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Study: Suburban sprawl hurts social mobility

Metro areas with good, cheap mass transit can promote economic advancement and healthier living

Living in sprawling metropolitan areas hurts a poor child’s chances of moving up the economic ladder as an adult, according to new research published on Wednesday.

Despite the fact that urban sprawl has been linked to many social ills — obesity, shorter life spans and more car accidents — many U.S. metropolitan areas continue to spread out, the figures reveal.

Smart Growth America and the University of Utah’s Metropolitan Urban Center today released their second detailed sprawl ranking of metro areas and counties. Unlike an earlier 2002 report, this one factors in not just population density, transportation options and public health but also impact on income, life expectancy and housing and transportation costs.

One of the most striking findings is that living in more compact and connected metro areas can help low-income children get ahead financially as adults. “A child [in a low-sprawl area] born in the bottom 20 percent of the income scale has a better chance of rising to the top 20 percent of the income scale by the age of 30,” said Reid Ewing, a professor of city and metropolitan planning at the University of Utah and the lead researcher.

For example, the probability that an individual in the Baton Rouge, La., area — the sixth worst in terms of sprawl — will move from the bottom to the top income bracket is 7.2 percent, compared with 10.2 percent in Madison, Wis., the least sprawling among medium-size metro areas. “My explanation at this point is that a low-income person living in a very compact area has a much better access to jobs” and the city is “more likely to be well-integrated,” he said.

Research also shows that transportation costs are much higher in spread-out areas, especially those not linked by public transit. Evidence that sprawl equals poorer health is mounting, largely because living in an area that requires driving means less walking and more fast-food restaurants, Ewing said.

One of the most striking findings is that living in more compact and connected metro areas can help low-income children get ahead financially as adults.

Another finding from the study is that people live longer when they’re in a place that is less spread out. They’re thinner, have lower blood pressure and lower rates of diabetes.

When it comes to different regions of the United States, the South fared the worst in the rankings. Eight of the 10 most sprawling metro areas are in North Carolina, Georgia, South Carolina, Tennessee and Virginia. “The Southeast is the most sprawling region of the country,” Ewing said. “Atlanta can sprawl outward without limitations.” The Atlanta metro is the second most sprawling, after the North Carolina metro area of Hickory-Lenoir-Morganton.

Because of Southern states’ agricultural history, “property rights are extremely important, especially in Louisiana, Mississippi, Alabama, Georgia, the Carolinas,” said Elizabeth “Boo” Thomas, president and CEO of the nonprofit Center for Planning Excellence in Baton Rouge.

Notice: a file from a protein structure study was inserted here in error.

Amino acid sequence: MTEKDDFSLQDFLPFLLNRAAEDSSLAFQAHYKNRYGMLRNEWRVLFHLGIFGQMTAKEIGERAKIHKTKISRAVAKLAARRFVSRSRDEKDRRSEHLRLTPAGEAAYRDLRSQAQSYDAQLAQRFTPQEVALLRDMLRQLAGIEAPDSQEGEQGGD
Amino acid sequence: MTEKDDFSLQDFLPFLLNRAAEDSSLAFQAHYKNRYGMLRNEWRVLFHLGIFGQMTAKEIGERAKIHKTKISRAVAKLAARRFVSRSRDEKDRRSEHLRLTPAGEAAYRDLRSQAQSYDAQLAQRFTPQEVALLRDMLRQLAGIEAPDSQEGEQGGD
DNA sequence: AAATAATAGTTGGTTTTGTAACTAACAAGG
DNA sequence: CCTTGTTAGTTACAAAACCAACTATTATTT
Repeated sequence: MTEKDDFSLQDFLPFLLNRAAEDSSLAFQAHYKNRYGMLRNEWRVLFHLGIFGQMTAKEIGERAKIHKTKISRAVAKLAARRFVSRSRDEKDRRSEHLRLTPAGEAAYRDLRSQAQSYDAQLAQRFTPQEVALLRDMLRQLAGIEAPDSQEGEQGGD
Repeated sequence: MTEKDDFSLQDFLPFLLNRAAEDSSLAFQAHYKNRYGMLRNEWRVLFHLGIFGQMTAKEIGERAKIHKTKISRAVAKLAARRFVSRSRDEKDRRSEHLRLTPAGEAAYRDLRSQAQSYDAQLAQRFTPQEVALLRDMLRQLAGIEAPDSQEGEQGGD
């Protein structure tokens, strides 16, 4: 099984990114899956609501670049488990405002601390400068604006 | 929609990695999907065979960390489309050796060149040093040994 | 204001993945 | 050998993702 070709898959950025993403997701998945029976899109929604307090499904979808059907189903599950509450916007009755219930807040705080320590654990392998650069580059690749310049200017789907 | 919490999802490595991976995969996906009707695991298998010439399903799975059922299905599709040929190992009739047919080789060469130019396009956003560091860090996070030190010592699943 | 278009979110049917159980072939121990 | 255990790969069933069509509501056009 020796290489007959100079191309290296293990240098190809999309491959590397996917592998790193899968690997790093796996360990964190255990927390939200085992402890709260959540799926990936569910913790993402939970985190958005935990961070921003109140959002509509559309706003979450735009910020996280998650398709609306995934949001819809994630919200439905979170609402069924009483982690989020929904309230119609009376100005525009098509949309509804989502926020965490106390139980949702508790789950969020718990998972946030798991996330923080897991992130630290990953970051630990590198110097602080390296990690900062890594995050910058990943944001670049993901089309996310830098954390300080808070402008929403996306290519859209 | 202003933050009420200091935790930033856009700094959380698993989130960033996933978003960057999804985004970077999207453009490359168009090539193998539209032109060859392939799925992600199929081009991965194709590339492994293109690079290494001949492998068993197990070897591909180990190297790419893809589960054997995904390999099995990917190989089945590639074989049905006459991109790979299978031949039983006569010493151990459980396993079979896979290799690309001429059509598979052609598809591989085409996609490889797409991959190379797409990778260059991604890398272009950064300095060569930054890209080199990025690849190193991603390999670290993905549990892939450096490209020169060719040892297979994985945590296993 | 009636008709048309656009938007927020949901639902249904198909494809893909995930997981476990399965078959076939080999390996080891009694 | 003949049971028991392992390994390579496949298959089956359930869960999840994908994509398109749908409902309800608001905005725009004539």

But the tide turned after the devastation caused by hurricanes Katrina and Rita. “We had a sea change in how people felt,” Thomas said. “For the first time, looking at community good was more important than looking at personal property rights.” Before Katrina, only 12 of Louisiana’s 64 parishes had comprehensive development plans. “Today, almost 40 do. That’s been a huge paradigm shift.”

But metro areas in California, a state widely associated with congested megahighways, a fierce dependence on automobiles and far-flung suburbs, are not that sprawling after all. Four of the 10 most compact and connected metro areas are in California: San Francisco, Santa Barbara, Santa Cruz and Santa Ana-Anaheim-Irvine. “The best surprise story is Los Angeles,” Ewing said. “Los Angeles has actually densified substantially … Most of the development has been infill.” And the city’s rail and subway systems have contributed to more connected development, he said.

Charlotte, N.C., which launched a rail line and encouraged housing along transit lines, has dropped from fifth most sprawling to 11th. “Every time elected leaders approve roads and sewer lines, our health, our costs are all impacted,” said Ilana Preuss, vice president of Smart Growth America, a nonprofit coalition of private and public organizations. “This research is really a first step in understanding how to create great places. We need to think very carefully as we grow, as we become an increasingly urban country.”

The report showed that “despite all the city revitalizing, all the slowdown of the sprawl machine in the wake of the housing finance crisis … sprawl isn’t solved,” said Deron Lovaas, senior policy director with Urban Solutions, a program of the Natural Resources Defense Council.

“Sprawl is still a problem,” he said.

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